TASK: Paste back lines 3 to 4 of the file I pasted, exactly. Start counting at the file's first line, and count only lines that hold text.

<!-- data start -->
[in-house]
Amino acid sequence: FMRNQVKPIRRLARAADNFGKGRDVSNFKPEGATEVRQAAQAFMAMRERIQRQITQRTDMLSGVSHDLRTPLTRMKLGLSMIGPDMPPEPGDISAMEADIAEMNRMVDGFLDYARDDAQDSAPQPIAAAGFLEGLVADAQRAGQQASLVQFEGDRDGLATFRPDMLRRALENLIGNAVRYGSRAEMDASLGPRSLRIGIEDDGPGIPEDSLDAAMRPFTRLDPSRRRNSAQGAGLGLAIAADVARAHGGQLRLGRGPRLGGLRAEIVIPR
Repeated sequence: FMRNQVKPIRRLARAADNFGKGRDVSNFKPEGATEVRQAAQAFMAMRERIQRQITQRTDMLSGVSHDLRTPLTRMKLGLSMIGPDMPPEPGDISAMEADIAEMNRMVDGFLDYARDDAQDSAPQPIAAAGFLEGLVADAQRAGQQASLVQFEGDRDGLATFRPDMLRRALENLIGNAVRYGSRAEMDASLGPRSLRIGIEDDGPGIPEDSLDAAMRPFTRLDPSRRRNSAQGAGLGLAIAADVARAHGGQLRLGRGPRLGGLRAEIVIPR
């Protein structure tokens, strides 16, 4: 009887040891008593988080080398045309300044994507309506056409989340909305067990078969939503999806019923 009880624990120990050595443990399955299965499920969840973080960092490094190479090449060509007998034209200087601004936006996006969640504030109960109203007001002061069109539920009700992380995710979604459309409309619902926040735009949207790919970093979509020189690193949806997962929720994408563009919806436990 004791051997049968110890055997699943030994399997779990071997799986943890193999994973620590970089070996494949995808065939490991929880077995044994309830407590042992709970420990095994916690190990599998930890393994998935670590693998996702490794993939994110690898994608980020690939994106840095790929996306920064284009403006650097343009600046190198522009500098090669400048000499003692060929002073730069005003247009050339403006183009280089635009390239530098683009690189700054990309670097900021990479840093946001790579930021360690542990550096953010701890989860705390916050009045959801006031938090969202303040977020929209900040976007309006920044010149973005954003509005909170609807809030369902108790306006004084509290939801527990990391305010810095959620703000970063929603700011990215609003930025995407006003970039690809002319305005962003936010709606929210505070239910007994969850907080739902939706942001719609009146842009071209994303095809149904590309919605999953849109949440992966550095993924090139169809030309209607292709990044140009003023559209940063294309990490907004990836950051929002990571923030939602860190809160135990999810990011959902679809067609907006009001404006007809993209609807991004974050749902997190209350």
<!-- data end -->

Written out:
Repeated sequence: FMRNQVKPIRRLARAADNFGKGRDVSNFKPEGATEVRQAAQAFMAMRERIQRQITQRTDMLSGVSHDLRTPLTRMKLGLSMIGPDMPPEPGDISAMEADIAEMNRMVDGFLDYARDDAQDSAPQPIAAAGFLEGLVADAQRAGQQASLVQFEGDRDGLATFRPDMLRRALENLIGNAVRYGSRAEMDASLGPRSLRIGIEDDGPGIPEDSLDAAMRPFTRLDPSRRRNSAQGAGLGLAIAADVARAHGGQLRLGRGPRLGGLRAEIVIPR
């Protein structure tokens, strides 16, 4: 009887040891008593988080080398045309300044994507309506056409989340909305067990078969939503999806019923 009880624990120990050595443990399955299965499920969840973080960092490094190479090449060509007998034209200087601004936006996006969640504030109960109203007001002061069109539920009700992380995710979604459309409309619902926040735009949207790919970093979509020189690193949806997962929720994408563009919806436990 004791051997049968110890055997699943030994399997779990071997799986943890193999994973620590970089070996494949995808065939490991929880077995044994309830407590042992709970420990095994916690190990599998930890393994998935670590693998996702490794993939994110690898994608980020690939994106840095790929996306920064284009403006650097343009600046190198522009500098090669400048000499003692060929002073730069005003247009050339403006183009280089635009390239530098683009690189700054990309670097900021990479840093946001790579930021360690542990550096953010701890989860705390916050009045959801006031938090969202303040977020929209900040976007309006920044010149973005954003509005909170609807809030369902108790306006004084509290939801527990990391305010810095959620703000970063929603700011990215609003930025995407006003970039690809002319305005962003936010709606929210505070239910007994969850907080739902939706942001719609009146842009071209994303095809149904590309919605999953849109949440992966550095993924090139169809030309209607292709990044140009003023559209940063294309990490907004990836950051929002990571923030939602860190809160135990999810990011959902679809067609907006009001404006007809993209609807991004974050749902997190209350």